The Creature Files – Episode Fifteen: "The Lake Monster Mash"

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Case #1 & 2 in the Sam London Adventure series

Guardians of the Gryphon's Claw

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SHOW NOTES:

Sightings Desk: Footage of the Nahuelito

Creature Feature: Lake Monsters

Special Guest: Shetan Noir

Sea monsters have been a part of mythology and folklore for centuries and we’ve covered several of these sorts of cryptids on the show – both as creature features and at the sightings desk. From the Ogopogo and Catawba river monster sightings to the Kraken with dr. Szabo and Nessie with Ken Gerhardt…But today we are throwing the net out a little wider – see what I did there? The fact is that sightings of lake and river monsters are pervasive. Often they stretch back to stories from the indigenous peoples of a region. And so..although the Loch Ness monster is probably the most famous lake monster. Truth is there are many others being sighted all over the united states and the world. How many are there? Well. A lot. Here just some of the dozens upon dozens of lake monsters lurking around the world…

 

Nessie, Ogopogo, Thetis Lake Monster, Manipogo, Winnipogo, Cressie, Igopogo, Mussie, Kingstie, Battle River Monster, Ugly Merman, Memphré, Ponik, Canadian Albino Shark, White River Monster, Elsie, Tahoe Tessie, Bunyip, Manitou, Hawkesbury river monster, Sharlie, Beast of Busco, Champ, Hudson River Monster, Bessie, Bear Lake Monster, North Shore Monster, Chipekwe, Mokele mbembe, Auli, Irizima, Mahamba, Lukwata, Nsanga, Eachy Mora, Muckie, Varberg Fortress Moat Monster, Brosno Dragon, Labynkyr Monster, Khaiyr Beast, Lake Van Monster, Lake Tianchi Monster, Loch Oich Monster, Issie, Kusshii, Nahuelito, Lake George Monster, Leelanau Lake Monster, Dublin Lake Monster, Lizzie, Charles Mill Lake Monster, Lake Ontario Serpents, Wallowa Lake Monster, Pressie, Lake Utopia Monster, DeSmet Lake Monster, Prestwood Pete, Monster of Bor Lake...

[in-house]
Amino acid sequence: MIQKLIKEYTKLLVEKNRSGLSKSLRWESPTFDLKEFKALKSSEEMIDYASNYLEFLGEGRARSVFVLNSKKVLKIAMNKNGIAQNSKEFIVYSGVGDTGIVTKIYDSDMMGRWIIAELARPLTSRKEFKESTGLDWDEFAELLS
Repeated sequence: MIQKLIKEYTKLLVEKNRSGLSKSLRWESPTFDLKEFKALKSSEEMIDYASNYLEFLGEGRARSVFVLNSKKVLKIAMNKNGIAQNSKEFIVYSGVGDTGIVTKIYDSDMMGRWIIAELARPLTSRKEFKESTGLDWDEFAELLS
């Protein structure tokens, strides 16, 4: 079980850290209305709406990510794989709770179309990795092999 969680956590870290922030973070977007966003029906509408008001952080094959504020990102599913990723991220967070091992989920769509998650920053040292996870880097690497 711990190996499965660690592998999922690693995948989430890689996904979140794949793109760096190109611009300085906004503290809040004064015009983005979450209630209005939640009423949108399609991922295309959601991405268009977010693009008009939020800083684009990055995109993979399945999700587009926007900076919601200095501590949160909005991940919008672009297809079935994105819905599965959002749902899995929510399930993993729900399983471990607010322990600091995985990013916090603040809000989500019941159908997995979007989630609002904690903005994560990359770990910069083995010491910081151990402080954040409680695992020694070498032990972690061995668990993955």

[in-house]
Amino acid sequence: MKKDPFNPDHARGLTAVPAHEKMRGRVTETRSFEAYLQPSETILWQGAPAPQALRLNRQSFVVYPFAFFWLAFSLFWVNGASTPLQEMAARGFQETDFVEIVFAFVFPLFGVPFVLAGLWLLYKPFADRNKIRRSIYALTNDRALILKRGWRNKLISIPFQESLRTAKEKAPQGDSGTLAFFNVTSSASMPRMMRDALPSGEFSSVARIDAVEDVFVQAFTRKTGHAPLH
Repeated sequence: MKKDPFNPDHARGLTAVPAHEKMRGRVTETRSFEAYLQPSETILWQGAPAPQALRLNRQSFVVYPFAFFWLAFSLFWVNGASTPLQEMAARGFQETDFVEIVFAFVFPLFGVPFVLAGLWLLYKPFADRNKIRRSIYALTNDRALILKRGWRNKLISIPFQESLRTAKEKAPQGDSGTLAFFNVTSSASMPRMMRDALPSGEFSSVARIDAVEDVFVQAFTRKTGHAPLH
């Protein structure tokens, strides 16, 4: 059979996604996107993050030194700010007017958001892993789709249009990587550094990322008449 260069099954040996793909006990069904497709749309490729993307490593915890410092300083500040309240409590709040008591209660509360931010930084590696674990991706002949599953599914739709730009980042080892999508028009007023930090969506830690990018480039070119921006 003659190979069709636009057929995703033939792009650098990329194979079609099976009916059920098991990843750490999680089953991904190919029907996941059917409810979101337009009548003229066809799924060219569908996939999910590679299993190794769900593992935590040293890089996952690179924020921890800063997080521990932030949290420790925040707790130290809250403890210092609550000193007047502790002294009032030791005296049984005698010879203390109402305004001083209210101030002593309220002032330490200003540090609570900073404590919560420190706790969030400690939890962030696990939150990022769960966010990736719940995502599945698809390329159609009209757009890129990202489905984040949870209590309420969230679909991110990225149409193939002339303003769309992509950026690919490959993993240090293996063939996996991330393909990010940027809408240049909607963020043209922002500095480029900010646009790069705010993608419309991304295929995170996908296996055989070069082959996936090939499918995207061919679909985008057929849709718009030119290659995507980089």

What are all of these exactly? It’s hard to say but sightings suggest they are a form of freshwater or saltwater sea creature that is often described as having long necks and large bodies with flippers. Many point to the extinct plesiosaur as a possible suspect, of course – according to paleontologists, they’ve been extinct for about sixty five million years. That’s kind of a long time. So are they really still around? Just chillin’ in lakes? Or are these some kind ancestor to those creatures? And why haven’t we caught one yet? Find out more in episode 15 of The Creature Files!